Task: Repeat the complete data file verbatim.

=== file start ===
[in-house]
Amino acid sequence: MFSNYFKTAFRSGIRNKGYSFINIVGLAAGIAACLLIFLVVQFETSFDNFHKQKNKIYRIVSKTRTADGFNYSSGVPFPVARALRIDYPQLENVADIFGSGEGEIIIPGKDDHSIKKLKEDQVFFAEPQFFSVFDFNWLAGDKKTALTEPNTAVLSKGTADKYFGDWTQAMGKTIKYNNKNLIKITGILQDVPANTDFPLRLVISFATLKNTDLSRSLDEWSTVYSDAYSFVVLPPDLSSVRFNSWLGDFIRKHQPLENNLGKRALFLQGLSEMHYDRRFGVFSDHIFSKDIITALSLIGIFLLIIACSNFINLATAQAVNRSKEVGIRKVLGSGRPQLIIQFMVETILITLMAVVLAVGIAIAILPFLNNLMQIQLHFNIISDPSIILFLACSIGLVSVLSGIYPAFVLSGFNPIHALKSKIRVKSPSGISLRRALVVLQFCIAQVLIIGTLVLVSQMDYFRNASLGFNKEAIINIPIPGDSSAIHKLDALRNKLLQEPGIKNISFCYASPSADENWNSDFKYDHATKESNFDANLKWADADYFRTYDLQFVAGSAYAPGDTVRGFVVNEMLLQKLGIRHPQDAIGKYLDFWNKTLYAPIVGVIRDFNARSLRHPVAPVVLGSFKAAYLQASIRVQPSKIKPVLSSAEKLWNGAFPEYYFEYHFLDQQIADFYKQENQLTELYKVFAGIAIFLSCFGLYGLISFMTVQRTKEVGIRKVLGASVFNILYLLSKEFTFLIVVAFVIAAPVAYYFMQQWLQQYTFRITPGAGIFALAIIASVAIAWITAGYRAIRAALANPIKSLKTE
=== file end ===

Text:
[in-house]
Amino acid sequence: MFSNYFKTAFRSGIRNKGYSFINIVGLAAGIAACLLIFLVVQFETSFDNFHKQKNKIYRIVSKTRTADGFNYSSGVPFPVARALRIDYPQLENVADIFGSGEGEIIIPGKDDHSIKKLKEDQVFFAEPQFFSVFDFNWLAGDKKTALTEPNTAVLSKGTADKYFGDWTQAMGKTIKYNNKNLIKITGILQDVPANTDFPLRLVISFATLKNTDLSRSLDEWSTVYSDAYSFVVLPPDLSSVRFNSWLGDFIRKHQPLENNLGKRALFLQGLSEMHYDRRFGVFSDHIFSKDIITALSLIGIFLLIIACSNFINLATAQAVNRSKEVGIRKVLGSGRPQLIIQFMVETILITLMAVVLAVGIAIAILPFLNNLMQIQLHFNIISDPSIILFLACSIGLVSVLSGIYPAFVLSGFNPIHALKSKIRVKSPSGISLRRALVVLQFCIAQVLIIGTLVLVSQMDYFRNASLGFNKEAIINIPIPGDSSAIHKLDALRNKLLQEPGIKNISFCYASPSADENWNSDFKYDHATKESNFDANLKWADADYFRTYDLQFVAGSAYAPGDTVRGFVVNEMLLQKLGIRHPQDAIGKYLDFWNKTLYAPIVGVIRDFNARSLRHPVAPVVLGSFKAAYLQASIRVQPSKIKPVLSSAEKLWNGAFPEYYFEYHFLDQQIADFYKQENQLTELYKVFAGIAIFLSCFGLYGLISFMTVQRTKEVGIRKVLGASVFNILYLLSKEFTFLIVVAFVIAAPVAYYFMQQWLQQYTFRITPGAGIFALAIIASVAIAWITAGYRAIRAALANPIKSLKTE